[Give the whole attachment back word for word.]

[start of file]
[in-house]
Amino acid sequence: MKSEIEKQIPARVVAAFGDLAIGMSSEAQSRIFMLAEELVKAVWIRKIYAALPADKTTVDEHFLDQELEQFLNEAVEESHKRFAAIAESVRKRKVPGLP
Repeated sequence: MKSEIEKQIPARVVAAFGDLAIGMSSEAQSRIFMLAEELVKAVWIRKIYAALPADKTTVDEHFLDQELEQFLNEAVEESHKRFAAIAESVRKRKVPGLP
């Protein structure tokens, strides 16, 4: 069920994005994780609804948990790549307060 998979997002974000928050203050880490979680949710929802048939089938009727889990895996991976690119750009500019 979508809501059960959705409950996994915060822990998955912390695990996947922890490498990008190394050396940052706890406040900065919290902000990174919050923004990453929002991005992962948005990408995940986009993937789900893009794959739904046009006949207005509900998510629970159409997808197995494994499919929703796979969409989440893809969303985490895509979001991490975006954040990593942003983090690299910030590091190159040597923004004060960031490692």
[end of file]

[in-house]
Amino acid sequence: MKSEIEKQIPARVVAAFGDLAIGMSSEAQSRIFMLAEELVKAVWIRKIYAALPADKTTVDEHFLDQELEQFLNEAVEESHKRFAAIAESVRKRKVPGLP
Repeated sequence: MKSEIEKQIPARVVAAFGDLAIGMSSEAQSRIFMLAEELVKAVWIRKIYAALPADKTTVDEHFLDQELEQFLNEAVEESHKRFAAIAESVRKRKVPGLP
């Protein structure tokens, strides 16, 4: 069920994005994780609804948990790549307060 998979997002974000928050203050880490979680949710929802048939089938009727889990895996991976690119750009500019 979508809501059960959705409950996994915060822990998955912390695990996947922890490498990008190394050396940052706890406040900065919290902000990174919050923004990453929002991005992962948005990408995940986009993937789900893009794959739904046009006949207005509900998510629970159409997808197995494994499919929703796979969409989440893809969303985490895509979001991490975006954040990593942003983090690299910030590091190159040597923004004060960031490692």